In my last post I wrote about the different records produced by parishes and Registration Districts (RDs) in relation to births/baptisms, marriages and death/burials.
We’ve talked about parishes in recent posts, and the importance of their secular role alongside the spiritual. We’ve also noted the existence of RDs in several past posts. But what exactly is a Registration District?
In England and Wales, RDs came into being on 1st July 1837. Until 1930 they were responsible for the registration of births, marriages and deaths. The RDs didn’t always coincide with county boundaries, so they were grouped into ‘Registration Counties’. This 1888 map of England and Wales shows counties, Registration Counties and Registration Districts.
If your ancestor lived in a big town or city, the RD might be quite obvious, e.g. Norwich. However, some very large towns and cities were too big for just one RD. What we think of as Leeds, for example, comprised several RDs over the period 1837-1930.
Since the introduction of civil registration closely followed the creation of Poor Law Unions, established by the Poor Law Amendment Act 1834, it was the boundaries of the Unions that became the boundaries for the Registration Districts. For a while the RDs even included the word ‘Union’, so you may come across an ancestor’s BMD registration at e.g. ‘Sevenoaks Union’ or ‘Dudley Union’. This does not mean your ancestor was born or died in the workhouse. The ‘Union’ part was dropped in relation to civil registration around 1860. In fact this apparent link to the ‘Poor Law’ had deterred many people from taking advantage of the new possibilities for civil marriage in the Register Office. RDs and Poor Law Unions were all abolished in 1930, by the Local Government Act 1929, and their responsibilities transferred to the county councils and county boroughs.
You can find Registration District boundaries very easily, on the UKBMD website.
Click on the county of interest, e.g. Yorkshire West Riding.
Then on the RD, e.g. Hunslet.
At the top of the page you’ll see information about when this RD was created, the area it covers and where the registers are now held.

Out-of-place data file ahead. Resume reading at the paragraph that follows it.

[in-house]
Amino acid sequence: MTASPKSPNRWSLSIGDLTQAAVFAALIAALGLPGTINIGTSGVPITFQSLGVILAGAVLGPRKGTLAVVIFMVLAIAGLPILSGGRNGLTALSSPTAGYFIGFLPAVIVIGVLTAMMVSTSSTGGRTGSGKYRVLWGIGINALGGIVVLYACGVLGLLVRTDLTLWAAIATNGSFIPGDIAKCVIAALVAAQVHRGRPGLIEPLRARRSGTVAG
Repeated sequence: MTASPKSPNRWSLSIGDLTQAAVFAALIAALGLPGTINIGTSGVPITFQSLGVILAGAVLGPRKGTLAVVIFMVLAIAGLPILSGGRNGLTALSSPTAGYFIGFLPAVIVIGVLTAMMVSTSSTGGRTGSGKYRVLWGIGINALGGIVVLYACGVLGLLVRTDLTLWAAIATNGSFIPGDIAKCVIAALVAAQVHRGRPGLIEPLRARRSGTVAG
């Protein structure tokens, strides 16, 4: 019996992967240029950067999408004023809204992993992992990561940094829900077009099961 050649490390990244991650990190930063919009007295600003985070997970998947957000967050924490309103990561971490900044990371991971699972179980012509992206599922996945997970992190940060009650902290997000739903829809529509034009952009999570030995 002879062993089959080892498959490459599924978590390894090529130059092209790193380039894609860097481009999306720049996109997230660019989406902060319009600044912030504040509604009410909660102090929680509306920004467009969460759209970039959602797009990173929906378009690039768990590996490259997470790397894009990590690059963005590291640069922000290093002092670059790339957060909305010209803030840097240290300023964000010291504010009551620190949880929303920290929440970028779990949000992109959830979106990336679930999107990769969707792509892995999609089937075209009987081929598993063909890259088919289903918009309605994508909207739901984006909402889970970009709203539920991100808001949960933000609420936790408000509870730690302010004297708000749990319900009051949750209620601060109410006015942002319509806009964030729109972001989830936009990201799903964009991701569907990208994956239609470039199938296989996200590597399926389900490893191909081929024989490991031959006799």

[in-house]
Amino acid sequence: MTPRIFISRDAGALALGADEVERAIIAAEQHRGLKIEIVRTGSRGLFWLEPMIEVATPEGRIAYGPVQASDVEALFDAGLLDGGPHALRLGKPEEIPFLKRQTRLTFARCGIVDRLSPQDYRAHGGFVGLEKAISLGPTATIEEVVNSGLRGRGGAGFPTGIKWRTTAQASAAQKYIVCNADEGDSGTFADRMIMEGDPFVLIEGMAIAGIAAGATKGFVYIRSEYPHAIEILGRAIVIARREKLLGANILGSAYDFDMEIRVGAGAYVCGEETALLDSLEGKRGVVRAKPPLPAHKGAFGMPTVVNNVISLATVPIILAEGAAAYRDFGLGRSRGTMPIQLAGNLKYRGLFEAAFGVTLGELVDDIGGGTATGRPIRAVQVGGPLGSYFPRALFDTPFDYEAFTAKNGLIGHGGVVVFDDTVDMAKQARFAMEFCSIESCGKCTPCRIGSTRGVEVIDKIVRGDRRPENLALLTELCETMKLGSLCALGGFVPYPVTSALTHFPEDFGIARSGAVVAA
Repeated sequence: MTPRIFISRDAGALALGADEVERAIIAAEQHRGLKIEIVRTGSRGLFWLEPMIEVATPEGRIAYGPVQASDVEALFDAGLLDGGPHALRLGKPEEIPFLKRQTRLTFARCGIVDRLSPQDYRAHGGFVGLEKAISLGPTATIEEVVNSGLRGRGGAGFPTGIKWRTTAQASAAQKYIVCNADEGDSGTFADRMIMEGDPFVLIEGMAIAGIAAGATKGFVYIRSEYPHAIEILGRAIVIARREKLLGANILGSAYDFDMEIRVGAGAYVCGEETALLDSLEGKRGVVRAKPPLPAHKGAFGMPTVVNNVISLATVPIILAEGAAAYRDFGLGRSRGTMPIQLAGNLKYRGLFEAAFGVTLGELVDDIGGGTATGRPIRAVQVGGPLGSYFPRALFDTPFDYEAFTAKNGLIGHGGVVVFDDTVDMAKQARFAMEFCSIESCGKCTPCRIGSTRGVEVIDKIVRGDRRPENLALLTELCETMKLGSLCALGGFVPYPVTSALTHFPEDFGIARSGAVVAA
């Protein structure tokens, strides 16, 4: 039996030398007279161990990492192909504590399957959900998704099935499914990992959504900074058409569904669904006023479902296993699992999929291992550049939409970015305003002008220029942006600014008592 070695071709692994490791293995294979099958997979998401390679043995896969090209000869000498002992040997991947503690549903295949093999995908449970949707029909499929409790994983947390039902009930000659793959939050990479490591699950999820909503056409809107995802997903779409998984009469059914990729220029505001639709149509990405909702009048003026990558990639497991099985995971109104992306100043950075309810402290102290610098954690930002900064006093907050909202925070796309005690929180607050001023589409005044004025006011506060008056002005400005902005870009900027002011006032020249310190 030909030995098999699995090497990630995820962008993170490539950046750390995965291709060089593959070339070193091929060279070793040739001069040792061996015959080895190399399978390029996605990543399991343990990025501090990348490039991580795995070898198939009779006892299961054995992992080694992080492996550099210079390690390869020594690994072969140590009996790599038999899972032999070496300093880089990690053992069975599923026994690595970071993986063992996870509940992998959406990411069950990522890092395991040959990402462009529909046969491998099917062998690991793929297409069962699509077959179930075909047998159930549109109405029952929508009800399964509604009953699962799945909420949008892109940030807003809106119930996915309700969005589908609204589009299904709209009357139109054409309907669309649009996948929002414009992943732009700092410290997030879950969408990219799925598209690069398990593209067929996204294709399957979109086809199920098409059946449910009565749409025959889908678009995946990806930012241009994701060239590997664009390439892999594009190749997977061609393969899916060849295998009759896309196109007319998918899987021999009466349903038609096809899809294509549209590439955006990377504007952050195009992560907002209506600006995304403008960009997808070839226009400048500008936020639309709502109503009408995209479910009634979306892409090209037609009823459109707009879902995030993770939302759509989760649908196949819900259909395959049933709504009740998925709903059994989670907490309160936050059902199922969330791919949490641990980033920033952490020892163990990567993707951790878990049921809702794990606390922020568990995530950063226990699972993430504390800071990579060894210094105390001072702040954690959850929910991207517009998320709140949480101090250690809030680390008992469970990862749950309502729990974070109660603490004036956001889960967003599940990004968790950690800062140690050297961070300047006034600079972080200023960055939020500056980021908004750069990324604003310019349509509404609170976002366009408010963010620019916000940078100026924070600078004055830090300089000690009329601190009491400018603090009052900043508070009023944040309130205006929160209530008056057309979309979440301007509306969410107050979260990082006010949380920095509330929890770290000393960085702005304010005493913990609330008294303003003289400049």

I’ve chosen Hunslet for a reason… It has to be said that some of the boundaries appear to have been drawn up by crazy people! For a brief period, from 1845-1861, Hunslet seems to have been created as a sort of ‘miscellaneous Registration District’, including many unlikely villages that were later thankfully reorganised to more suitable RDs. You can see all the changes in a table at the bottom of the page. I was completely thrown on one occasion by a birth that seemed to have taken place simultaneously in Hunslet and Horsforth. Shortly after the time of that birth, Horsforth was, very sensibly, passed to the Wharfedale RD. It was this UKBMD web page that helped me untangle it all.
So now you know where to look for RD boundaries, you might also appreciate a similar resource for parish boundaries. There’s an excellent map resource available through FamilySearch.
Enter a location in the search box, e.g. Bilston
If there’s more than one place of that name, all will appear. Click on the one you need, e.g. Bilston Staffordshire.
The parish will be pinpointed on the map, showing its boundaries, and an Info box lists other places within that parish, the dates from which Parish Registers and Bishop’s Transcripts are available, etc.
Jurisdictions provides information relating to the County, Diocese, ecclesiastical Province, etc that Bilston falls/ has come within. You’ll also see that the RD and Poor Law Union are shown, which in this case are Wolverhampton. So we now know that BMDs will be registered there in Woverhampton, not at Bilston.
Options suggests other things you can do on this page, e.g. obtain a list of neighbouring parishes.
A very useful source, I think you’ll agree, particularly as our research takes us further back in time. Note though, that the jurisdictions given are as at 1851. We already know that some RDs changed their boundaries after this time (e.g. Hunslet). Other changes included the creation of new parishes as populations increased. E.g. Killingworth, mentioned in my last post as the burial place of Jonah Shepherd, was still part of the parish of Longbenton in 1851, only becoming a parish in its own right in 1865, following the development of the local coal mining industry. So always remember – Google is also your friend!